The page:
Life term sought for Danish submariner over death of journalist

Danish prosecutors on Monday called for a life sentence for submarine builder Peter Madsen who is on trial for the gruesome murder of Swedish journalist Kim Wall aboard his vessel last year, mutilating her corpse and throwing her body parts in the sea.

Life term sought for Danish submariner over death of journalist
Prosecutor Jakob Buch-Jepsen at Copenhagen City Court on April 23rd. Photo: Jens Astrup/Ritzau Scanpix

The verdict is expected at 1pm on Wednesday in the case, which stunned the nation with a submarine as the crime scene and a well-known eccentric figure in Denmark in the dock for the murder of a 30-year-old freelance journalist who wanted to interview him for a story. 

Madsen, 47, is accused of premeditated murder, aggravated sexual assault and desecrating a corpse. He has admitted dismembering her body and tossing the parts into the sea — all of which were recovered — but denies killing Wall.

In the presence of Wall's family, prosecutor Jakob Buch-Jepsen's final arguments, followed by defence lawyer Betina Hald Engmark's pleading, conclude 11 days of hearings at the Copenhagen district court.

Madsen is a “perverse polymorph” with “psychopathic traits” who has a “high risk” of repeating offences, according to psychiatrists.

He “tried to create the perfect crime,” the prosecutor said in his closing remarks, referring to a text message Madsen had sent his girlfriend shortly before.

“There cannot be any doubt about guilt in this case,” Buch-Jepsen said as he called for life imprisonment which in Denmark averages 16 years.

Rejecting defence arguments of a lack of physical evidence against Madsen, the prosecutor urged the court members — a professional judge and two jurors — to use “common sense” and find him guilty.

The accused has provided three conflicting explanations to what happened since Wall disappeared on August 10th last year and his arrest the following day.

Madsen initially claimed he had dropped Wall off on dry land in Copenhagen on the night of August 10th, but he later changed his story, claiming that a heavy hatch door had fallen on her head and killed her.

When an autopsy report later revealed no blunt trauma to Wall's skull, he said she died from toxic fumes that filled the vessel after a sudden drop in pressure while he was up on deck.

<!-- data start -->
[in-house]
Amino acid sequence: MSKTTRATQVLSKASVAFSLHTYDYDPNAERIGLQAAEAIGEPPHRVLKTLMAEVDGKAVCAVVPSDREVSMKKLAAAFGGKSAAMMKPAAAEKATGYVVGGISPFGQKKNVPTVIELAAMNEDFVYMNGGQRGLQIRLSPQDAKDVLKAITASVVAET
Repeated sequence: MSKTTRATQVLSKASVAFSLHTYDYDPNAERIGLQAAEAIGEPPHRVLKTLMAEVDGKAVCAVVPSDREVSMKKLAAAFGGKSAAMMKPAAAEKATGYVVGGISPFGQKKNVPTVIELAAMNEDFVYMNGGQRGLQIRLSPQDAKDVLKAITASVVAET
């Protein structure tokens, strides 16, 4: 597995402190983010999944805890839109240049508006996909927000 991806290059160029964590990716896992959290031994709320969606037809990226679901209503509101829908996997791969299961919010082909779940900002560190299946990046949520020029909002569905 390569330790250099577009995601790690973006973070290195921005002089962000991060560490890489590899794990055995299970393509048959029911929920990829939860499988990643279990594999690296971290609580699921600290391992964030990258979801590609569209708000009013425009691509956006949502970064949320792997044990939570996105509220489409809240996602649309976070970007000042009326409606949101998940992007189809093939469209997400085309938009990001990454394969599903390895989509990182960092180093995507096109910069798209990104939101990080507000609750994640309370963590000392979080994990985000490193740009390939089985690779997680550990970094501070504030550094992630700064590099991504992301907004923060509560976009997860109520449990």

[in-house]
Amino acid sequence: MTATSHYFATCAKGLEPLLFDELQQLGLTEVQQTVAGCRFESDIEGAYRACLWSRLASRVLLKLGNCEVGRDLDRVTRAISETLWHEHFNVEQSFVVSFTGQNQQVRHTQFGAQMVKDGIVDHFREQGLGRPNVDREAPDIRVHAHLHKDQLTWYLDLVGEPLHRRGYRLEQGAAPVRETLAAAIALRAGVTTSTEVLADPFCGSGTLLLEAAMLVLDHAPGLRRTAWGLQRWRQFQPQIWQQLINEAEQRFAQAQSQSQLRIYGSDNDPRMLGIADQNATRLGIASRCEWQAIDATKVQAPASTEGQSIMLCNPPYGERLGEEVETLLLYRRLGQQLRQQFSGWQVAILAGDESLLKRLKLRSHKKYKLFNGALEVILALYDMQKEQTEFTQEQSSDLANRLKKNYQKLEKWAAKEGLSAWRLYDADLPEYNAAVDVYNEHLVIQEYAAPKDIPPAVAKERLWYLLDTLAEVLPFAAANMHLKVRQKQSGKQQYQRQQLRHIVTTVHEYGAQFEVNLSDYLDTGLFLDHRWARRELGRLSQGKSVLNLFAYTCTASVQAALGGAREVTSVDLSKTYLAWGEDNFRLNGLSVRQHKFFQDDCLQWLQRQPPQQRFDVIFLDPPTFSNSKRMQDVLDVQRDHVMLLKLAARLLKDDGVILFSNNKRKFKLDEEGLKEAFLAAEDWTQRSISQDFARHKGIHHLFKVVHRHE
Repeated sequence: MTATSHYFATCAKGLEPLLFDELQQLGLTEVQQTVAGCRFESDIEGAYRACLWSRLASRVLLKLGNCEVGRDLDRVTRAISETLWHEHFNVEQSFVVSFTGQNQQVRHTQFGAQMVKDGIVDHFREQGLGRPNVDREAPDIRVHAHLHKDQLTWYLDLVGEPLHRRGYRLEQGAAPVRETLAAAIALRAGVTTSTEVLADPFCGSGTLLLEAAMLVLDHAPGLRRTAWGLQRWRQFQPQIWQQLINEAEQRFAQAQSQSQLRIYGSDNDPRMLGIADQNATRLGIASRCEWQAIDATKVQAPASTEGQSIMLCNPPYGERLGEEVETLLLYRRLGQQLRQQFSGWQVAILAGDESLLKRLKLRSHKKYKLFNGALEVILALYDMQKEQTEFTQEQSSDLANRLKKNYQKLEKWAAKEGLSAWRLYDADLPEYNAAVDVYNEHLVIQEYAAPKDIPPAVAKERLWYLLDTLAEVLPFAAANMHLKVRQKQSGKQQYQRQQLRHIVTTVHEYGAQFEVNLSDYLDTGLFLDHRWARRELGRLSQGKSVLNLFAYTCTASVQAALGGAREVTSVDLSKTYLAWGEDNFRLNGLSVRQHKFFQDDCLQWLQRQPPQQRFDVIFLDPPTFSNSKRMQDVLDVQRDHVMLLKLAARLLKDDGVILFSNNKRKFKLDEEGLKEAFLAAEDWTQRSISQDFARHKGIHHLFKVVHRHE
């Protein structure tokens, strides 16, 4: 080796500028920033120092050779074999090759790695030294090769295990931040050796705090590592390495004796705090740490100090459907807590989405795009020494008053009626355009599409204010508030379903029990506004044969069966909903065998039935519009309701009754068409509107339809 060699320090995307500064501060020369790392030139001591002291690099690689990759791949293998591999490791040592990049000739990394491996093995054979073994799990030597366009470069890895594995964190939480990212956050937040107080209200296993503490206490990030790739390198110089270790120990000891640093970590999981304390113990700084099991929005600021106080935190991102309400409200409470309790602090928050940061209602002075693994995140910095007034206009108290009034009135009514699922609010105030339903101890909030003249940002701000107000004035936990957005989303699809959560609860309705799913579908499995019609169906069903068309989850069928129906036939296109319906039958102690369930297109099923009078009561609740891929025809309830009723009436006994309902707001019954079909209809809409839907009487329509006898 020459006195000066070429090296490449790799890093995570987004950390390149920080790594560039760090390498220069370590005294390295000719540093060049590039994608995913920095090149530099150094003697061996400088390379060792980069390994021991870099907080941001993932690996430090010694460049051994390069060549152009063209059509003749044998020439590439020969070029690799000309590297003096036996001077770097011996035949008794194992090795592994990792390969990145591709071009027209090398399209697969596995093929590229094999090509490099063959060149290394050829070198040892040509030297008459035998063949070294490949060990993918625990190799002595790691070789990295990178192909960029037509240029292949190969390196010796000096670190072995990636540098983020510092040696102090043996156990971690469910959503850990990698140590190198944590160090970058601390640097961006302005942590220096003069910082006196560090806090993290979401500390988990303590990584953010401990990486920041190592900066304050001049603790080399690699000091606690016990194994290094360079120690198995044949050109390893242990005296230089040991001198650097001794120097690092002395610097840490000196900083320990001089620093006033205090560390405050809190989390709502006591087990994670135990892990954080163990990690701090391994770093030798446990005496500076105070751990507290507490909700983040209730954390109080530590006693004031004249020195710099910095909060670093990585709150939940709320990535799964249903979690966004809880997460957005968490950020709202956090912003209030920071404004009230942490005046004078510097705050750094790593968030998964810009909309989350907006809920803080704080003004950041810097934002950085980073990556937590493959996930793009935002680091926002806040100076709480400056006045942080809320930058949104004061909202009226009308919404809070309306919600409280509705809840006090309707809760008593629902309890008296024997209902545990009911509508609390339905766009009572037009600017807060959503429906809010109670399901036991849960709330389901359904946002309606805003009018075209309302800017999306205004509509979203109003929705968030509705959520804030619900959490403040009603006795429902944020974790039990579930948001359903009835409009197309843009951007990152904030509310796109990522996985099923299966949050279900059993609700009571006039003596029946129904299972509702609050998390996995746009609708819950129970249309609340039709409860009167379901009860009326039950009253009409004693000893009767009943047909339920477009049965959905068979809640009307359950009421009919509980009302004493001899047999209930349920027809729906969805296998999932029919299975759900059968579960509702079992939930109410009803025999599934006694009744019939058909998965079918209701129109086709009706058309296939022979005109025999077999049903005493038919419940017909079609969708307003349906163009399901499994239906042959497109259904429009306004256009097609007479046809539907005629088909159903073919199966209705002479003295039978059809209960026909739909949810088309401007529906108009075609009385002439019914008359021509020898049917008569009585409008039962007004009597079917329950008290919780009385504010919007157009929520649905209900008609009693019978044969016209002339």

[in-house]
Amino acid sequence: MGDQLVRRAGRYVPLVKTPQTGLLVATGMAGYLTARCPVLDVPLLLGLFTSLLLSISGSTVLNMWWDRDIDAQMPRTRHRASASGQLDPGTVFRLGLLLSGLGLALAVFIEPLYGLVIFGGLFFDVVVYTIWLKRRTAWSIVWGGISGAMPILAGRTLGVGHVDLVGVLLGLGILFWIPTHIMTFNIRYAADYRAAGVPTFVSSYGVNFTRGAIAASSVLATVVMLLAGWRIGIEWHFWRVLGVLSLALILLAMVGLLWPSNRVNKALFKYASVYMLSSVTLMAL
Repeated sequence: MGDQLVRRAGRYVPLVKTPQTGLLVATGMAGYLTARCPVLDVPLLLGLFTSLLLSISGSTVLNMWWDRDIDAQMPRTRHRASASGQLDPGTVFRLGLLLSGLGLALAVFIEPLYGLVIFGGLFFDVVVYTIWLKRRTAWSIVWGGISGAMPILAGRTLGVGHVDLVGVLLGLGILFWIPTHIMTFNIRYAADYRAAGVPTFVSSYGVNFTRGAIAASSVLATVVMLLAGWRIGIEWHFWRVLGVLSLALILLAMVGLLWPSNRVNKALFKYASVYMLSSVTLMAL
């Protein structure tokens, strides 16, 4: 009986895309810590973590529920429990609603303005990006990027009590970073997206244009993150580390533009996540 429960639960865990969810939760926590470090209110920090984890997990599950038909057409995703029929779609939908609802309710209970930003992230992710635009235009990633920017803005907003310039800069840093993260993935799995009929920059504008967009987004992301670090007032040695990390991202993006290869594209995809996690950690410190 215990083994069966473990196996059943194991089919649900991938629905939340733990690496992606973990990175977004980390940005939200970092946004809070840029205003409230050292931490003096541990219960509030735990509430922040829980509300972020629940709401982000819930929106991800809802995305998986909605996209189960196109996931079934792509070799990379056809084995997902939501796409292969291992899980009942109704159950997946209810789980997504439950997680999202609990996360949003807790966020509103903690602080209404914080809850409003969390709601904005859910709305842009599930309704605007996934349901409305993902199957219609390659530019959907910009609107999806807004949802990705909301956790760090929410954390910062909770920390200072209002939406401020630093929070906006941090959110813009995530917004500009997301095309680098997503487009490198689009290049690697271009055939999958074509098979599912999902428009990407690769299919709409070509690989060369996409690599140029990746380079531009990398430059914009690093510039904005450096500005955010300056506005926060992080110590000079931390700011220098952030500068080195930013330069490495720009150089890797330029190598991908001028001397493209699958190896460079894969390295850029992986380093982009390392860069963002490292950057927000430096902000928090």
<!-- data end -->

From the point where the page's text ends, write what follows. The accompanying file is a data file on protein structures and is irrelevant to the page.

The prosecution relied on the autopsy, technical findings on the submarine, and explicit content on Madsen's computer to back up its claim that he murdered Wall as part of a sexual fantasy.

The defence denounced the prosecution's flaws in proving Madsen's motive and the absolute cause of death.

“The prosecution presented a very interesting story. Some would even say a horror story without facts,” Engmark said and called on the court to acquit her client on charges of murder and sexual assault.

“I'm really, really sorry for what happened,” Madsen, given the opportunity to speak for himself for the final time, told the court. 

READ ALSO: Verdict due in trial of Danish inventor accused of journalist's murder


Copenhagen police lift stop-and-search zone

Police in Copenhagen have announced that stop and search zones put in place following a spate of knife violence in the Danish capital will now be lifted, after no further incidents occurred in the last week.

Copenhagen police lift stop-and-search zone

The stop and search zones (also called “visitation zones”), which were in effect in parts of the Nørrebro and Nordvest neighbourhoods, will not be continued and will expire on Thursday, police confirmed.

Recent weeks have not seen any further incidents, police stated, in reference to a spate of violence that flared in the area at the end of 2022.

When the zones are in effect, police within the zone can stop people and check their possessions without meeting the usual requirements to do so.

The stop-and-search zone was put in place on December 29th in response to five stabbings within a week in Copenhagen. It was extended on January 5th.

At the time, police said they believed several of the stabbings were between young men associated with criminal circles, but that there had been no sign of a conflict between established crime groups.

In Thursday’s tweet, police said that investigations into the incidents were “progressing”. No arrests have yet been made.